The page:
ADHD · Life

Rough Draft

20150923_214558Sometimes pain is palpable. It is treacherous and abhorrent. I want to kill it. The world will tell me its God’s fault, but the world is idiotic. The same world will tell me everything is someone else’s fault.

It’s not my son’s fault he is who he is. It’s not mine either. And it’s certainly not God’s. The in between thoughts came into my head that heaven was silent today. Maybe God expected me not to drink wine. Maybe He let me because, well maybe it was o.k. The sting the pain brings of your child suffering is harsher than the innermost pain of bitterness. I never thought I could love anything more than my grandmother. And then I had my children. And it wasn’t that I loved them more, it is that I loved them without explanation. Maybe that explains why she loved me so much. I came from her daughter, and so I came from her.

But my son is different. He suffers. I suffer. I, on occasion drink wine after sending him to his room. I want him to get it, but he doesn’t. I don’t know why I think it will change. You don’t expect someone in a wheelchair to get up and walk. I want him to get up and walk. But somewhere in there he is sometimes trapped. And I cry. And then there are the calls. I become defensive. Why is my parenting on trial? Maybe it’s not. Maybe it’s just the constancy of defending my son that’s got me here. I am always defending something. A client, an agency, my children, my decisions, my Jesus. I’m always defending Jesus. Why don’t people just leave him alone; him and Jesus.

There is a light inside of my son that I can’t explain. I can see it from far away. He is St. Francis to me. He’s so smart, and it’s natural. Everything about Him is naturally smart. But he fights with own emotions and then I fight with his emotions and I can’t seem to control my emotions, well because now I am emotional.

I want to shake my fist at heaven, but I talk a big game. I can’t. He is sitting right there seeing what I will do. Am I going to drink myself into oblivion or run headfirst into the pain? They both hurt, and so does my head.

But pain is transparent. It is all over my face. Yet, nobody sees it, but Him.

I won’t blame the one who saved me, or curse him for making my son imperfect. I find shame in myself for blaming Him. I can’t blame Him. He expects so much more of me…

If we can’t be honest with our pain, how will we ever make it to His throne? The foot of the cross exists just for these things. I am in quiet desperation, and my son is sleeping, and the wine is dwindling down to slivers of ice cubes. I am still completely coherent. I am still hurting. I am still human.

How do you watch someone suffer? You don’t. You punish yourself. You grit your teeth. You attempt to tell Jesus what you really think of Him. Until you realize that He’s been the one sitting there listening the entire time. And He’s crying too…

I don’t need my son to be perfect, I need the world to be less cruel. I’ll love him whoever he is. I love him more because he’s different, because I’m different. I don’t understand what goes on in his head, but I don’t have to. I trust that God made him and will care for him even when I want to cry myself to sleep. Full times jobs for working moms who have special needs kids fit round peg in square hole. I don’t want to answer any more calls about why my son can’t control himself, I just want you to understand.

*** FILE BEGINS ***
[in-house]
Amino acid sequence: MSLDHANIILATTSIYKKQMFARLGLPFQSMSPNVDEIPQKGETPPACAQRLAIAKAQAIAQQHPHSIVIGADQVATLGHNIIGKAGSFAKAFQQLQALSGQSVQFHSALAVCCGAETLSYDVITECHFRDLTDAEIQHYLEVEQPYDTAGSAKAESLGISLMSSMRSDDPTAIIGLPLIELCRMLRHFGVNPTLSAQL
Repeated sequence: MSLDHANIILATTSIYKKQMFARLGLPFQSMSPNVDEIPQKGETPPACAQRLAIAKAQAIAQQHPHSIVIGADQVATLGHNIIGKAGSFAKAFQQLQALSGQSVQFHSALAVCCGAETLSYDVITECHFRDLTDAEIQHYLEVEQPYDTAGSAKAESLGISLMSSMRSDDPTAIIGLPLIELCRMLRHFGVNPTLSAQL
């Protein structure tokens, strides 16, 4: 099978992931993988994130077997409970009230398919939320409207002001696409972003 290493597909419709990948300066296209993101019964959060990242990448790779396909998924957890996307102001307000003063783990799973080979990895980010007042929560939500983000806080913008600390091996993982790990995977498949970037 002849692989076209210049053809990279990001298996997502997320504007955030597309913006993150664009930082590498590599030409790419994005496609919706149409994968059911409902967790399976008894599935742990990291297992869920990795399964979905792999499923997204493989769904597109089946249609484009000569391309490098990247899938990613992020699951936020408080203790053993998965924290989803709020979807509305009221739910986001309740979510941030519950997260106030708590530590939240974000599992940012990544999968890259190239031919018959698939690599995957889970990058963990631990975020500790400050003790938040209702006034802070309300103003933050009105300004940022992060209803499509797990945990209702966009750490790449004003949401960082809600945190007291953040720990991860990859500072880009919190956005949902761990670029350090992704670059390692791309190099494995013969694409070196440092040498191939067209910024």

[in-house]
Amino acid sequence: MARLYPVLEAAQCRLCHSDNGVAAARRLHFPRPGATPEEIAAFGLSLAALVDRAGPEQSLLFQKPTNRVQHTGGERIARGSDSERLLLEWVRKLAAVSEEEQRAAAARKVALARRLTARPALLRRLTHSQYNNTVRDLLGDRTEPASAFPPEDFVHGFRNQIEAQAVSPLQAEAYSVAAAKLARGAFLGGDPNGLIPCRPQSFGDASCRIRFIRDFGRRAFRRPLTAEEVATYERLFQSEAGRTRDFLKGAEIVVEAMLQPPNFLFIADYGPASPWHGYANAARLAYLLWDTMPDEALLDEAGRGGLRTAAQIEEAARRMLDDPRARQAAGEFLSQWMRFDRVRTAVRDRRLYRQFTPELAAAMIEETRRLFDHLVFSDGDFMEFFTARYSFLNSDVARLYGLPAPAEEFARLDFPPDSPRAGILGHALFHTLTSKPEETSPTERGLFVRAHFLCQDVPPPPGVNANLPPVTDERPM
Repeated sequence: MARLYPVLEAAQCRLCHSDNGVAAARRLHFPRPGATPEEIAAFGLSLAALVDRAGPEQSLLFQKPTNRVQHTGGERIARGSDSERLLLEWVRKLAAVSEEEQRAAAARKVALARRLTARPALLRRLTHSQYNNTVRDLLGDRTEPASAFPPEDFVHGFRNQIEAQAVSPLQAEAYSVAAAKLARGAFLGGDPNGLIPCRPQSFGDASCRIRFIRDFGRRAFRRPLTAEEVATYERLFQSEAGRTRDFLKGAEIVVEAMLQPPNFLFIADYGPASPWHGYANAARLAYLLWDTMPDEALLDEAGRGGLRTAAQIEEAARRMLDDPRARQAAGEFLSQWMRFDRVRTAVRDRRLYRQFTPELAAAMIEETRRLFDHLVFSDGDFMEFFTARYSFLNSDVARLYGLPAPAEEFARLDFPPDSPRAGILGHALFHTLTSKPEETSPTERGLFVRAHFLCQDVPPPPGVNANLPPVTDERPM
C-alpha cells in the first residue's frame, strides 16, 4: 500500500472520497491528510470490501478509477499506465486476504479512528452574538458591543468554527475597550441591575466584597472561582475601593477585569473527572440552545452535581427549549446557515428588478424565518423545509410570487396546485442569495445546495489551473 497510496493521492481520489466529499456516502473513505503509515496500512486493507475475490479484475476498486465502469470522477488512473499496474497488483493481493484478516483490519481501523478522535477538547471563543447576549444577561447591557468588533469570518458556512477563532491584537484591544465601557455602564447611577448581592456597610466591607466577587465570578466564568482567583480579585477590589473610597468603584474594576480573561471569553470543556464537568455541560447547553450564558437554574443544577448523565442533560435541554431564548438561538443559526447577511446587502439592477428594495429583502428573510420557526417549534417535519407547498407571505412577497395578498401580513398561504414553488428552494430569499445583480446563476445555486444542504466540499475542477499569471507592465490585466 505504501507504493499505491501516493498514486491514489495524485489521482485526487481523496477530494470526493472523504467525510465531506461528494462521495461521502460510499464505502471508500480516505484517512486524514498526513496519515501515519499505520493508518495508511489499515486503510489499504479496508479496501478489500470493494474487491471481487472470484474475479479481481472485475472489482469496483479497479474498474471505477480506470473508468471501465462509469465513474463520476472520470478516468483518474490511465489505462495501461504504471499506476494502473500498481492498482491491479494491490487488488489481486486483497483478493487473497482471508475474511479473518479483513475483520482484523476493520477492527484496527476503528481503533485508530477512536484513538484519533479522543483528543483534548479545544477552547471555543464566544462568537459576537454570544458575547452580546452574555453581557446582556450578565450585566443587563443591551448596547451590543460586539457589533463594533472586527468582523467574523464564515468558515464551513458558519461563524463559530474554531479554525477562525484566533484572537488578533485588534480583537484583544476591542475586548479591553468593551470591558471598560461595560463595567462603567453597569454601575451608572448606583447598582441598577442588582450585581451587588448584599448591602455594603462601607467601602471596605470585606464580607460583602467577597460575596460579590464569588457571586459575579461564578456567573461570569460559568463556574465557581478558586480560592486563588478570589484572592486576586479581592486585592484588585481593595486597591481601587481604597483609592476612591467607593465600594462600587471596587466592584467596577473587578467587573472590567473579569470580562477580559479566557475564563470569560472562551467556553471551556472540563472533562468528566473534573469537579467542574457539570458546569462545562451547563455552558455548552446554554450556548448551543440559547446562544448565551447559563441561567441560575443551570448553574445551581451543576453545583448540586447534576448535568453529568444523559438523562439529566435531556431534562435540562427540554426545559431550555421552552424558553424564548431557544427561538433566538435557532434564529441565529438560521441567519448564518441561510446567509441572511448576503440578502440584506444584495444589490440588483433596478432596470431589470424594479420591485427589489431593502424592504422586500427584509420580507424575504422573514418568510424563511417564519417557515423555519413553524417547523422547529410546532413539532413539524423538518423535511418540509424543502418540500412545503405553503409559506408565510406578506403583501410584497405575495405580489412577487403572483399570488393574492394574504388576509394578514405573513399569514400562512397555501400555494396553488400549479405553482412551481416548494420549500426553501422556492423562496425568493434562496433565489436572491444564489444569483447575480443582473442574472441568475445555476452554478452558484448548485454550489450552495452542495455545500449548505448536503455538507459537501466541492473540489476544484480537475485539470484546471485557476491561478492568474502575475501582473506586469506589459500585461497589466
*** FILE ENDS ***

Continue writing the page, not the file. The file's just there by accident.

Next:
16 thoughts on “Rough Draft

  1. I don’t want you or your son to suffer Melissa. It is even hard reading your pain. Wish I had a comforting solution other than uniting suffering to his cross. When one rejoices we all rejoice and when one suffers we all suffer as one body in Christ. I am praying. God bless you.

    Liked by 3 people

  2. Melissa I’ve lived with my son’s learning disability and ADD all throughout school–the frustration of why can’t he “get it” matched my knowing that he was / is bright and smart, yet it wouldn’t come out as needed for school.
    We fought, attended special schools for reading, he had tutors, couldn’t play sports as his agilities, or lack there of, couldn’t keep up with he other boys—this in a school system rooted in athletic prowess.
    He fell between every crack—and I was working in the same school system, fighting all the way a system that actually failed him.
    At 27 he waits for his BS—which has been a road long fought and hard…
    I was not alway patient nor kind.
    I was tired, frustrated for both of us and mad plenty of times at God—never understanding why did it always, always, have to be so hard and difficult for him…the tears, the heartache, the disappointments, the frustrations almost unbearable…
    but it has made him who he is—it has formed his personality and it has honed his gifts—it is not easy, will not be easy…but it will be as it is to be…

    Liked by 3 people

  3. Even in your frustration and pain, God has a plan for all of this. I know how you feel though. My son went through addiction to alcohol, but by God’s grace he got through it. Whenever he said something about the pain he was in, I felt it too. Today he is a strong man, with a well grounded faith, a good employee, friend, hard worker and of course a great son.

    Liked by 2 people

  4. Sweet Melissa, each of us has been created in God’s perfect image. And your son has been given a unique gift, and the same Spirit abides in him, just as He abides in each of us. Children are closer to God than we realize. Maybe it is he who watches you suffer and carries that pain in his heart.

    Liked by 1 person

    1. I’ve discovered a lot today. I’m taking care of Jesus. And it’s beyond that. My son is time in adoration. He is the monstrance before me.

      Liked by 1 person

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